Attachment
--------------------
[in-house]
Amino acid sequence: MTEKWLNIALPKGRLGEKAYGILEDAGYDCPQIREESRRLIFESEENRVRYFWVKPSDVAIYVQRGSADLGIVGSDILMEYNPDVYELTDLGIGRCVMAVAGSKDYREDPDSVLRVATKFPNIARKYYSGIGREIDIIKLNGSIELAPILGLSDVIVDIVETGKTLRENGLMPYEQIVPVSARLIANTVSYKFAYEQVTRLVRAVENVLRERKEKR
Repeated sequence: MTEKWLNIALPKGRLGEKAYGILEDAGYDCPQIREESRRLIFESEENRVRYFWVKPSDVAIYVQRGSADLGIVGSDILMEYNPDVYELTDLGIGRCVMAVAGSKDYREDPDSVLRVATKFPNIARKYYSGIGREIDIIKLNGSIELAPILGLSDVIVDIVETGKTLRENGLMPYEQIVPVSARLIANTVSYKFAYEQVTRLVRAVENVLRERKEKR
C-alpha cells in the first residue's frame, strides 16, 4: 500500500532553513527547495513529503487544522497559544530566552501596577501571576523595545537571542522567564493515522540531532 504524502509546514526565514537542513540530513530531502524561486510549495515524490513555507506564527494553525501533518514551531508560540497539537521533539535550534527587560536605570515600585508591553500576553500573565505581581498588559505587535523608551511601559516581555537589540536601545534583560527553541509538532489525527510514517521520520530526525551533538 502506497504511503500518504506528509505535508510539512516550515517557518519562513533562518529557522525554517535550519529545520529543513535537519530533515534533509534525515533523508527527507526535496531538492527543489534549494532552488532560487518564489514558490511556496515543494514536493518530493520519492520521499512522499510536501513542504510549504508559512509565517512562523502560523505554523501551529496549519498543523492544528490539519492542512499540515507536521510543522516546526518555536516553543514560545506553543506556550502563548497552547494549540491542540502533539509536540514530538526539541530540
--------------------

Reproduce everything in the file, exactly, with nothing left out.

[in-house]
Amino acid sequence: MTEKWLNIALPKGRLGEKAYGILEDAGYDCPQIREESRRLIFESEENRVRYFWVKPSDVAIYVQRGSADLGIVGSDILMEYNPDVYELTDLGIGRCVMAVAGSKDYREDPDSVLRVATKFPNIARKYYSGIGREIDIIKLNGSIELAPILGLSDVIVDIVETGKTLRENGLMPYEQIVPVSARLIANTVSYKFAYEQVTRLVRAVENVLRERKEKR
Repeated sequence: MTEKWLNIALPKGRLGEKAYGILEDAGYDCPQIREESRRLIFESEENRVRYFWVKPSDVAIYVQRGSADLGIVGSDILMEYNPDVYELTDLGIGRCVMAVAGSKDYREDPDSVLRVATKFPNIARKYYSGIGREIDIIKLNGSIELAPILGLSDVIVDIVETGKTLRENGLMPYEQIVPVSARLIANTVSYKFAYEQVTRLVRAVENVLRERKEKR
C-alpha cells in the first residue's frame, strides 16, 4: 500500500532553513527547495513529503487544522497559544530566552501596577501571576523595545537571542522567564493515522540531532 504524502509546514526565514537542513540530513530531502524561486510549495515524490513555507506564527494553525501533518514551531508560540497539537521533539535550534527587560536605570515600585508591553500576553500573565505581581498588559505587535523608551511601559516581555537589540536601545534583560527553541509538532489525527510514517521520520530526525551533538 502506497504511503500518504506528509505535508510539512516550515517557518519562513533562518529557522525554517535550519529545520529543513535537519530533515534533509534525515533523508527527507526535496531538492527543489534549494532552488532560487518564489514558490511556496515543494514536493518530493520519492520521499512522499510536501513542504510549504508559512509565517512562523502560523505554523501551529496549519498543523492544528490539519492542512499540515507536521510543522516546526518555536516553543514560545506553543506556550502563548497552547494549540491542540502533539509536540514530538526539541530540